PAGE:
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MORRIS AND JAMES CAREY \ On the House Keeping kids, adults safe in the back yard



Published: Sat, July 2, 2005 @ 12:00 a.m.



Spending time in the back yard with family and friends is one of the great American pastimes. However, it really is important to make sure that your back yard is safe for kids and adults.

Grills, swing sets, lawn mowers, pools, fences, even deck chairs and tables can be potential danger spots if not used and maintained with safety in mind.

Safety first

It's smart to do a safety checkup in your back yard, just as you should in your home. Here are some key safety steps to take:

UWith young children in the home, fully enclose the yard -- no open gates or paths. A good fence and secure gate helps keep kids and pets where you want them -- both in and out of your yard. A spring-loaded gate closer is recommended and can be easily installed. After installation, tune up the tension to make sure it closes properly and securely.

UKeep sharp objects and other potentially dangerous equipment and hazardous materials put away, out of reach, in a locked shed, locked cabinet or on a high shelf. That includes garden tools, lawn mowers, grills, propane tanks, lawn chemicals, charcoal lighter fluid and paint thinner.

Children at play

UCheck and maintain swing sets and other playground equipment. Pad areas under equipment with a 6-inch border of 10-12 inches of soft, impact-absorbing surfacing such as wood chips, mulch or rubber matting.

UCheck equipment for corrosion and deterioration, missing parts, splintered wood and sharp edges. Be sure all S-hooks are closed. Check for instability. Equipment must be firmly anchored in the ground to avoid injuries from tip-overs.

UMake sure there are no openings or spaces where a child could become entrapped or entangled.

UChoose age-appropriate equipment. A guideline: If you have to lift your children to use the equipment, it isn't safe for them to use.

On the deck

UNever leave grills unattended. Use grills only outdoors. Make sure ashes are cooled before you put them in the trash. Embers can smolder undetected in the trash for hours before igniting. Teach children to stay away from grills just as with stoves.

UPools require intensive safety steps and vigilance. Always have adult supervision. Even a wading pool or filled bucket could be dangerous to a young child.

UTo avoid children entering the pool uninvited, restrict access with a fence at least 4 feet high (with vertical pickets less than 4 inches apart or chain links no larger than 13/4 inches), a self-closing, self-latching gate and a pool cover.

USteps and ladders for above-ground pools should be secured or removed when the pool is not in use. Consider installing an alarm to alert if unauthorized access to the pool is being attempted. Have a rescuing device such as a life preserver or a telescopic pole with a shepherd's hook.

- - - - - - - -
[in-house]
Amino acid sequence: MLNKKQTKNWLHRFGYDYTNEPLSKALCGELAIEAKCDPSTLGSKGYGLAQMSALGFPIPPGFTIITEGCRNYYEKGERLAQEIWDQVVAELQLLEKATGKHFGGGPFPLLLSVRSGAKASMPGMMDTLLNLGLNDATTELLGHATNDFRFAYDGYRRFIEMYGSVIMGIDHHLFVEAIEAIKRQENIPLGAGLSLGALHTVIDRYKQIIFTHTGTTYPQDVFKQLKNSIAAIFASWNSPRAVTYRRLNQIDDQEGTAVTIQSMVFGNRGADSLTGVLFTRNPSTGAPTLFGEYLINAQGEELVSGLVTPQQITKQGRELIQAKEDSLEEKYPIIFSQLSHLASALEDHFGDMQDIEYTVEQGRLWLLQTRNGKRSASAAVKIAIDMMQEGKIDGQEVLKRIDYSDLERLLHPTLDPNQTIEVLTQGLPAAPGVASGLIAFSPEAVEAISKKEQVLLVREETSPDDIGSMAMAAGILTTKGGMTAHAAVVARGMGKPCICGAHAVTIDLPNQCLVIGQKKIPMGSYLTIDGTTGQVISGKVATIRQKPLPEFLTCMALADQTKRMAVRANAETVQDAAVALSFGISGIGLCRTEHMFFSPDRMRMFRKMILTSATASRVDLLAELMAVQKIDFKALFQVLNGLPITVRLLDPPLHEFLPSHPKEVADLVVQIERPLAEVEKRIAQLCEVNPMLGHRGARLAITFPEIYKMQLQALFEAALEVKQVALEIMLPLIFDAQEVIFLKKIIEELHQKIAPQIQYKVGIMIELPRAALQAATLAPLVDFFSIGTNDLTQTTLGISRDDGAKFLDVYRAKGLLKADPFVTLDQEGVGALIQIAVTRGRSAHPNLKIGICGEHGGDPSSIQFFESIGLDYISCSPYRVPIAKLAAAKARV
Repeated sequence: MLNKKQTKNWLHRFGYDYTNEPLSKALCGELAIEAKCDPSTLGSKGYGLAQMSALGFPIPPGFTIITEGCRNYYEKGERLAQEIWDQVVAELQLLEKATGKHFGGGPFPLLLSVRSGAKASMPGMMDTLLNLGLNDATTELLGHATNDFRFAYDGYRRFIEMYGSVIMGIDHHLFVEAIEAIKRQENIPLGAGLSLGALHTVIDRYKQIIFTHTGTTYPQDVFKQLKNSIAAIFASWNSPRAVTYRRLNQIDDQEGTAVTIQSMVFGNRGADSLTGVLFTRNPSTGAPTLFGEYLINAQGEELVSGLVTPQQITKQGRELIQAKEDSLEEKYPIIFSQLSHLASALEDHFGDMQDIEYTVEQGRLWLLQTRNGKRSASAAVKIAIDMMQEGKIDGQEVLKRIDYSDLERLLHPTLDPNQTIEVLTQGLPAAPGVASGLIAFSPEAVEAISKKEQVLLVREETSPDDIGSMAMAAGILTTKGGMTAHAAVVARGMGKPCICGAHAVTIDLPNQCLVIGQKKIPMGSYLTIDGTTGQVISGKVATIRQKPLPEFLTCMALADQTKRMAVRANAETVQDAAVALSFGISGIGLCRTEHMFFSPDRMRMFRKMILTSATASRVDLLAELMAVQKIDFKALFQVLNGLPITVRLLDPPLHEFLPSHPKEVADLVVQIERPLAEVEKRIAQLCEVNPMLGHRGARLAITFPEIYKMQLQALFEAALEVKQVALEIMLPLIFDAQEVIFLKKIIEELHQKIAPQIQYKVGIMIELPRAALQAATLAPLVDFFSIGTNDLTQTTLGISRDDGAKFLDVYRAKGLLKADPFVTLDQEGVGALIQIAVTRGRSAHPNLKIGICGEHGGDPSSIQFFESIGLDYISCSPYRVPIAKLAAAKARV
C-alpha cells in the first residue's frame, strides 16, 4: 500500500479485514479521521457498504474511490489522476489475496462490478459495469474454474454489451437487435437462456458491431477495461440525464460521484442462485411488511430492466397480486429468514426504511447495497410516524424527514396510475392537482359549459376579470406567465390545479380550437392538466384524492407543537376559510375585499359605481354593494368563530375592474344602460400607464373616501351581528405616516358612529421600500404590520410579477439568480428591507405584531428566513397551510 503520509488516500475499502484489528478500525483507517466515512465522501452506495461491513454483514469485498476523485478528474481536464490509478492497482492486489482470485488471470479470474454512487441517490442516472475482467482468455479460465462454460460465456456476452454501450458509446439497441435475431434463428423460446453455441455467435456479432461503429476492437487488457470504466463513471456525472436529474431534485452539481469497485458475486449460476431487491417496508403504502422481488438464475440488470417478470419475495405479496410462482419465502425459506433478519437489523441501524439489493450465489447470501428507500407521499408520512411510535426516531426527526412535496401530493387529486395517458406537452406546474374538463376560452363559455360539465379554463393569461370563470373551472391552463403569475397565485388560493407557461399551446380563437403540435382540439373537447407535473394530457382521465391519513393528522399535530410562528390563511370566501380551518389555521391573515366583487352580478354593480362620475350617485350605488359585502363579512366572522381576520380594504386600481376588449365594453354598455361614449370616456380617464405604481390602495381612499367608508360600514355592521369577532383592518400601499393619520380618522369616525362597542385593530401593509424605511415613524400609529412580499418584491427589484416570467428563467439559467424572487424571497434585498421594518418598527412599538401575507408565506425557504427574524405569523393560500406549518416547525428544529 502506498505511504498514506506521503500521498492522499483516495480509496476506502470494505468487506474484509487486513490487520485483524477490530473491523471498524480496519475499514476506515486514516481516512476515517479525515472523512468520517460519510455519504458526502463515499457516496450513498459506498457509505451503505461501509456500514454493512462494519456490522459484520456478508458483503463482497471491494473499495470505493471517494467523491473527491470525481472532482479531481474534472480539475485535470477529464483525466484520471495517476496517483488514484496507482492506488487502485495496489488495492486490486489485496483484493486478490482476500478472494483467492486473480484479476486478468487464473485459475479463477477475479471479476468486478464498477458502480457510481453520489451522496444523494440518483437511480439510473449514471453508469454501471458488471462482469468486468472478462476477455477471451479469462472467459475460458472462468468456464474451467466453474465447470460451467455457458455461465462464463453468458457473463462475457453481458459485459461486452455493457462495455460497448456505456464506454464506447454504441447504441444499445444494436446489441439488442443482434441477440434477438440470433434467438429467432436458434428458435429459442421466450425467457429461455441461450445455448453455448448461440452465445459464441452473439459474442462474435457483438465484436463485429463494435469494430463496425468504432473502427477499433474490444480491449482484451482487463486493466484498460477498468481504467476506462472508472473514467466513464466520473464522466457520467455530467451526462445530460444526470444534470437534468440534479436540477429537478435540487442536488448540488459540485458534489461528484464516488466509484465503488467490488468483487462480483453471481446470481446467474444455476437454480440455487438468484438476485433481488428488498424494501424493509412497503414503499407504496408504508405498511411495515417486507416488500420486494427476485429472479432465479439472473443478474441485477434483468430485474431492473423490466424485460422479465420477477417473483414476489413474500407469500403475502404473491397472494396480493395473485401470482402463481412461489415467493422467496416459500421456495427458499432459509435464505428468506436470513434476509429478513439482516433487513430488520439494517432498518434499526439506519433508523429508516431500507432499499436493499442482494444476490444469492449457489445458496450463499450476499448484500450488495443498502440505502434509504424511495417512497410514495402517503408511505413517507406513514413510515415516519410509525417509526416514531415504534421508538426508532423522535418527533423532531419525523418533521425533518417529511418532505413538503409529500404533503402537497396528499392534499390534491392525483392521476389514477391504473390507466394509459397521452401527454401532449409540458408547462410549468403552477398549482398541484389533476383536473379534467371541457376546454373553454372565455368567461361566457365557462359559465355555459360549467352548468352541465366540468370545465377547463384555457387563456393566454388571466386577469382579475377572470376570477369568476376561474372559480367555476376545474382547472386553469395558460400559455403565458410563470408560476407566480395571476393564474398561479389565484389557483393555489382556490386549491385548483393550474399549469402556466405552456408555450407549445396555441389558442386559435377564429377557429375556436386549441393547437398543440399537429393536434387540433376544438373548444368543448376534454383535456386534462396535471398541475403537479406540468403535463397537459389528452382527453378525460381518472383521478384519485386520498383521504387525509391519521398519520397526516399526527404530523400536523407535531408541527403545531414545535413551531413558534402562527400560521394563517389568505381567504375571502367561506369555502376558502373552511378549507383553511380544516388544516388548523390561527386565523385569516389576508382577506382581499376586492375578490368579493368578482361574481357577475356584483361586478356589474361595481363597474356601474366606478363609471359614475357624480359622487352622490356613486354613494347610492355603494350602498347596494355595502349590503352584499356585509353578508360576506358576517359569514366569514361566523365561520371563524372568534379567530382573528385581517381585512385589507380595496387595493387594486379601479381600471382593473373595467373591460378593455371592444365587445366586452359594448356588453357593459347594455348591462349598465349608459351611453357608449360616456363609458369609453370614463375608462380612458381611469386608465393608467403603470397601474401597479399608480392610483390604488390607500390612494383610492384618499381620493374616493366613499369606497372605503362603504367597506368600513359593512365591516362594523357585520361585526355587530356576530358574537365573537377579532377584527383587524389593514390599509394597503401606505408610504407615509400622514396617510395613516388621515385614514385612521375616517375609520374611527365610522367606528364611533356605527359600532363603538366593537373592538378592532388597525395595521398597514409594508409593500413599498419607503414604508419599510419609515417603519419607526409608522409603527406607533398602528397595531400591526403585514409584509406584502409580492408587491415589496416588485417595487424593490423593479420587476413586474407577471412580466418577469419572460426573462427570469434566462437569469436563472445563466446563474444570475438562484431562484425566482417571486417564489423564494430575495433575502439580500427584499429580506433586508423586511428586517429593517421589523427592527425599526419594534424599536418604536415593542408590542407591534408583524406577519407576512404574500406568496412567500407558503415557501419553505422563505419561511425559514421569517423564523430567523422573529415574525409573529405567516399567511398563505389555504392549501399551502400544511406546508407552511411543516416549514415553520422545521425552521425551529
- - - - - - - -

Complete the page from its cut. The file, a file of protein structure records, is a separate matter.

UCheck your deck. Examine a wooden deck for splinters on the floorboards or on railings and examine spaces under hand railings.

UMake sure deck chairs and tables are stable. Kids can topple over while trying to climb these.

Lawn mowers and power tools

Safety is critical when using lawn mowers and outdoor power equipment, like hedgers and trimmers. Be sure to:

UOperate lawn mowers responsibly. Keep children and pets inside when using mowers and power equipment. Clear the mowing area of debris -- rocks, twigs, toys -- before starting.

URiding mowers that have reverse can be dangerous. Always check what's behind you to make sure there are no children, pets or objects, before operating a riding mower in reverse. Your kids might be in the house, but what about the neighbors' children and pets?

UNever let children ride on the operator's lap or anywhere on a mower.

UKeep hands and feet away from rotating parts and from under the machine.

UWear eye protection -- safety glasses or goggles -- during operation. When using pesticides or other lawn chemicals, keep children and pets out of the area. It is important to ensure that they avoid inhalation and exposure to chemical dust and overspray. Keep them off the area for the recommended period of time after application to avoid contamination through bare feet or ingestion. Finally, store all pesticides and other chemicals in their original containers.

UThink safety when using metal ladders and trimming trees. Electricity passes right through metal tools and even can travel through dry soil to shock you.

UDon't use power equipment in wet conditions.

UWhen using extension cords, make sure they are made for outdoor use and are appropriate for the equipment.

Garage door safety

Check sectional garage door safety by following these steps:

UFirst, test the balance and spring tension. Pull the release handle to disengage the opener, then hand-roll the door up and down. It should operate smoothly and stay in place wherever you leave it.

UAfter re-engaging the door with the drive, test the auto-reverse feature. Place a roll of paper towels under the door and close it. The door should reverse quickly when it hits the towels.

UTest the light beam safety sensors located near the floor on the side rails. Place a cardboard box under the open door so it interrupts the beam. Then close the door. It should reverse immediately.

With smart safety steps in place, you can enjoy your own great outdoors.

XFor more home-improvement tips and information visit www.onthehouse.com.

Copyright 2005 Associated Press. All rights reserved. This material may not be published, broadcast, rewritten, or redistributed.




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